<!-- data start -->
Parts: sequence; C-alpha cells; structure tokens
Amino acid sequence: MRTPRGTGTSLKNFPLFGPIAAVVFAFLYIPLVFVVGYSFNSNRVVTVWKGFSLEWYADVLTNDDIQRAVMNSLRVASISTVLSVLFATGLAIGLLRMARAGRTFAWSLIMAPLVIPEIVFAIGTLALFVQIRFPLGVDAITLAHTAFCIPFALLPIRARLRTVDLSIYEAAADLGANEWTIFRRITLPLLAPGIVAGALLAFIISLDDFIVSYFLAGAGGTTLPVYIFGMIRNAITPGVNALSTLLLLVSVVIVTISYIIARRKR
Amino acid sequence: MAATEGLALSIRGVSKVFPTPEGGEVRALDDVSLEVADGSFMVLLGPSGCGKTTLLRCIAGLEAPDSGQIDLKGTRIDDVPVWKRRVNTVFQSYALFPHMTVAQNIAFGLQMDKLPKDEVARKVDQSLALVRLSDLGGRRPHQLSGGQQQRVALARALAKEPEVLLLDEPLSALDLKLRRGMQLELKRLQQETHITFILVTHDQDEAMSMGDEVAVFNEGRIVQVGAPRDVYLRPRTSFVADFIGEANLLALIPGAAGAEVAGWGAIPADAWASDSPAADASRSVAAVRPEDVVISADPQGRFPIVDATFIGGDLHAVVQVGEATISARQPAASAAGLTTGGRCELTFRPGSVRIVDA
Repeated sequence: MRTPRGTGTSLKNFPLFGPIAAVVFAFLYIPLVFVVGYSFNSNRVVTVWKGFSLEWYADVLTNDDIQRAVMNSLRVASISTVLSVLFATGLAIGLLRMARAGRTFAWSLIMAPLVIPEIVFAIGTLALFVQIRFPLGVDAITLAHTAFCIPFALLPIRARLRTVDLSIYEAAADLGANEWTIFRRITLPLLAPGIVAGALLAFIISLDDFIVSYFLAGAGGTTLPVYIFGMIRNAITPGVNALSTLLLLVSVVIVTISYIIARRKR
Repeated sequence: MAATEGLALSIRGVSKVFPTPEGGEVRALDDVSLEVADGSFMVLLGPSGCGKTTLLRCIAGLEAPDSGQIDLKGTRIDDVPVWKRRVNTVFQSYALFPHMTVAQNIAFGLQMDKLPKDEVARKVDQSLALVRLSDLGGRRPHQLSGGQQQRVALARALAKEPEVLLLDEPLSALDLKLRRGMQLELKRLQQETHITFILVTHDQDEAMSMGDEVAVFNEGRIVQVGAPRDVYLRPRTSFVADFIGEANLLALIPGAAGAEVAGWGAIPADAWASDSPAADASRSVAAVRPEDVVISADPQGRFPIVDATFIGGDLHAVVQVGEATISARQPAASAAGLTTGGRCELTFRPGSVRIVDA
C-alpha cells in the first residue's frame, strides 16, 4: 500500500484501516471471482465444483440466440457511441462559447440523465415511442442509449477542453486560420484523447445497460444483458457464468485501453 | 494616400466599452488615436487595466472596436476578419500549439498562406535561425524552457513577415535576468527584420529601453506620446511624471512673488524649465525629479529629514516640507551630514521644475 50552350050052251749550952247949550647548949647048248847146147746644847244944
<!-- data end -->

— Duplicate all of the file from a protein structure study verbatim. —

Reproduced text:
Parts: sequence; C-alpha cells; structure tokens
Amino acid sequence: MRTPRGTGTSLKNFPLFGPIAAVVFAFLYIPLVFVVGYSFNSNRVVTVWKGFSLEWYADVLTNDDIQRAVMNSLRVASISTVLSVLFATGLAIGLLRMARAGRTFAWSLIMAPLVIPEIVFAIGTLALFVQIRFPLGVDAITLAHTAFCIPFALLPIRARLRTVDLSIYEAAADLGANEWTIFRRITLPLLAPGIVAGALLAFIISLDDFIVSYFLAGAGGTTLPVYIFGMIRNAITPGVNALSTLLLLVSVVIVTISYIIARRKR
Amino acid sequence: MAATEGLALSIRGVSKVFPTPEGGEVRALDDVSLEVADGSFMVLLGPSGCGKTTLLRCIAGLEAPDSGQIDLKGTRIDDVPVWKRRVNTVFQSYALFPHMTVAQNIAFGLQMDKLPKDEVARKVDQSLALVRLSDLGGRRPHQLSGGQQQRVALARALAKEPEVLLLDEPLSALDLKLRRGMQLELKRLQQETHITFILVTHDQDEAMSMGDEVAVFNEGRIVQVGAPRDVYLRPRTSFVADFIGEANLLALIPGAAGAEVAGWGAIPADAWASDSPAADASRSVAAVRPEDVVISADPQGRFPIVDATFIGGDLHAVVQVGEATISARQPAASAAGLTTGGRCELTFRPGSVRIVDA
Repeated sequence: MRTPRGTGTSLKNFPLFGPIAAVVFAFLYIPLVFVVGYSFNSNRVVTVWKGFSLEWYADVLTNDDIQRAVMNSLRVASISTVLSVLFATGLAIGLLRMARAGRTFAWSLIMAPLVIPEIVFAIGTLALFVQIRFPLGVDAITLAHTAFCIPFALLPIRARLRTVDLSIYEAAADLGANEWTIFRRITLPLLAPGIVAGALLAFIISLDDFIVSYFLAGAGGTTLPVYIFGMIRNAITPGVNALSTLLLLVSVVIVTISYIIARRKR
Repeated sequence: MAATEGLALSIRGVSKVFPTPEGGEVRALDDVSLEVADGSFMVLLGPSGCGKTTLLRCIAGLEAPDSGQIDLKGTRIDDVPVWKRRVNTVFQSYALFPHMTVAQNIAFGLQMDKLPKDEVARKVDQSLALVRLSDLGGRRPHQLSGGQQQRVALARALAKEPEVLLLDEPLSALDLKLRRGMQLELKRLQQETHITFILVTHDQDEAMSMGDEVAVFNEGRIVQVGAPRDVYLRPRTSFVADFIGEANLLALIPGAAGAEVAGWGAIPADAWASDSPAADASRSVAAVRPEDVVISADPQGRFPIVDATFIGGDLHAVVQVGEATISARQPAASAAGLTTGGRCELTFRPGSVRIVDA
C-alpha cells in the first residue's frame, strides 16, 4: 500500500484501516471471482465444483440466440457511441462559447440523465415511442442509449477542453486560420484523447445497460444483458457464468485501453 | 494616400466599452488615436487595466472596436476578419500549439498562406535561425524552457513577415535576468527584420529601453506620446511624471512673488524649465525629479529629514516640507551630514521644475 50552350050052251749550952247949550647548949647048248847146147746644847244944